Search Engine Marketing (SEO) in a nutshell is about building, ‘optimising’, and updating your website and content in such a way that makes it easy for Search Engines (most notably Google – holds 89.16% global market share as of Oct 15) to read, index and catalog it so that they can later display it when someone searches for something that closely matches your business product and services and or the content on your site.
Why should you care about SEO?
81% of shoppers conduct online research before buying. 60% begin by using a search engine to find the products they want, and 61% will read product reviews before making any purchase. (Adweek.com Nov. 28, 2014)
What does SEO really involve?
I like to divevide SEO into 3 parts – technical and contextual (on and off-page). Let’s have a quick look at each of these parts and how they can be digested in terms of website structure, website content and connectivity.
This is the use of correct header tags (H1-H6), keywords, bolds, internal page linking, page titles, page URLs, file names, meta tags, meta descriptions, image alt tags etc. This could all be considered technical SEO, but when you start implementing it you’ll realise that it’s all very self explanatory and necessary in order for search engines to be able to read and understand your page.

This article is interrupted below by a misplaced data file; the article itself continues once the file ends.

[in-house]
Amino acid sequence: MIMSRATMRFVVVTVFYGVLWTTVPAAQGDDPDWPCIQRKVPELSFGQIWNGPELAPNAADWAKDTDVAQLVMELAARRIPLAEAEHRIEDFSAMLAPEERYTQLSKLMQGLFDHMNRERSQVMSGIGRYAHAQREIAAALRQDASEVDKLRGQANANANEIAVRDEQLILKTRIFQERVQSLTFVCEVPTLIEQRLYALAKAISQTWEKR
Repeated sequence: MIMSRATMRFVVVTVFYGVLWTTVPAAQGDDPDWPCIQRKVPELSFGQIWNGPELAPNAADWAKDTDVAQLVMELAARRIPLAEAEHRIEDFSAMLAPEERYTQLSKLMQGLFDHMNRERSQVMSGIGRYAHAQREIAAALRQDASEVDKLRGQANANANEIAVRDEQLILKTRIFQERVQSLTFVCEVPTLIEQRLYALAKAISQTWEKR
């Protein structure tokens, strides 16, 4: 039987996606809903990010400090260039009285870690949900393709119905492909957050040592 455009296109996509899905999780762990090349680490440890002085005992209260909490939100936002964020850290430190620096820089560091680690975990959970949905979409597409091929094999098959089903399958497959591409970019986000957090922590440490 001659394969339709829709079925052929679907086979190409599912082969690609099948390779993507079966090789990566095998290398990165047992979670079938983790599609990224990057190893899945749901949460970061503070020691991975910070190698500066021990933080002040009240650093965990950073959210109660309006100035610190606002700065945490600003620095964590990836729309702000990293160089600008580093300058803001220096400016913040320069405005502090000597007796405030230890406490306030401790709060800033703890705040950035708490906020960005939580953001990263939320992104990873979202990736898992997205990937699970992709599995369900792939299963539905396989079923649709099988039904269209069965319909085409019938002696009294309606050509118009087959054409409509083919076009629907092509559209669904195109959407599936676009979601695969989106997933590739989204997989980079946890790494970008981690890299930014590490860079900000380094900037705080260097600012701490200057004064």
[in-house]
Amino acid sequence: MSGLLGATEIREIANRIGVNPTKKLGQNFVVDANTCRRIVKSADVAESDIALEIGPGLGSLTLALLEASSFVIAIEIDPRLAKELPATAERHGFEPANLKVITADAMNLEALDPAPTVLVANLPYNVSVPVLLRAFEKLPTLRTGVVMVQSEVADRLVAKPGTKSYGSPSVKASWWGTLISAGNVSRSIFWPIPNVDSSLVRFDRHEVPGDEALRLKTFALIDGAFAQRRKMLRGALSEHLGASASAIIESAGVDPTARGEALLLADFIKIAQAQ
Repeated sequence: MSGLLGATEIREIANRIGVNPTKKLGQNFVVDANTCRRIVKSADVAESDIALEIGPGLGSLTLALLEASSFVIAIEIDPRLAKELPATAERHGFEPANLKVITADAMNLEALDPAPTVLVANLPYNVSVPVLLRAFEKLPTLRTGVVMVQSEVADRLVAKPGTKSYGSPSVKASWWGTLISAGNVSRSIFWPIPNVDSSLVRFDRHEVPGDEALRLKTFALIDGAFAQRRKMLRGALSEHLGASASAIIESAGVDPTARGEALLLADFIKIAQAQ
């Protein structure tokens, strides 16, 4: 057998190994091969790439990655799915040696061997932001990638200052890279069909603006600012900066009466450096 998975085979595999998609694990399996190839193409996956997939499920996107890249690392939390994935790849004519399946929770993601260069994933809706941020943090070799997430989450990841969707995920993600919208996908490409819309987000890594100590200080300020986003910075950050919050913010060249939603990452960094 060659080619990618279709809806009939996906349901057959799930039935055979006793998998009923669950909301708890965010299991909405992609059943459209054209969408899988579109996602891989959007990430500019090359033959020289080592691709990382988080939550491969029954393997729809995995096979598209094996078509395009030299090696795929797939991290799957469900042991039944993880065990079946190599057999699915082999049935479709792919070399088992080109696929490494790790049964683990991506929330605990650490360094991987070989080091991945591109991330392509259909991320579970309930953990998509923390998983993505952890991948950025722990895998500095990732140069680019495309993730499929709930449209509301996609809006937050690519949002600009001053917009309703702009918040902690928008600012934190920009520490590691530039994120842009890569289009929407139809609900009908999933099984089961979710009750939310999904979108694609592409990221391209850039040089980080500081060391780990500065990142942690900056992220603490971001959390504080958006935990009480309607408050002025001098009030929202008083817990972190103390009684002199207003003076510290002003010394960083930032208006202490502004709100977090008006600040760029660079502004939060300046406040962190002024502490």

If you’re unsure about what all these things mean and how to update/use then here is a simple explanation of the basic elements I’ve mentioned above.
Website Content (On-page)
This is everything on a website that is viewable and readable by a visitor or search engine. The arrangement of your content is part of the sites structure and is important in its own right, particularly when it comes to user friendliness and site performance.
But the structure of your content is what’s going to help you rank well in search engines. Therefore sites need to provide good quality information tailored to the reading habits of search engines and users.
- Provide subject focused text repetition of keywords. Now don’t over load your page with your keywords. If you do, then google will no doubt penalise you for ‘keyword stuffing your page’. Instead naturally filter your keyword(s) throughout your content.
- Use text-based links to other relevant pages on your website.
- Use clear and descriptive headlines.
- And more --- There is a mountain of information out there from research done as to what is the optimum word and character count of a page or blog title, use use this to help you when writing your content.
Website Connectivity (Off-Page)
This is where your social media strategy comes in. This area of SEO is concerned with how many links from other sites (blogs, forums, social networks, websites etc) are coming into your website. Natural links (we say this as in the past people have engaged in link farming, a link building strategy) from popular and authoritative sites help give you want Google refers to as ‘link juice’, which is like a vote of confidence that your content is relevant and of value to readers and so Google will reward your website accordingly when it comes to listing you in the search results for a particular search query.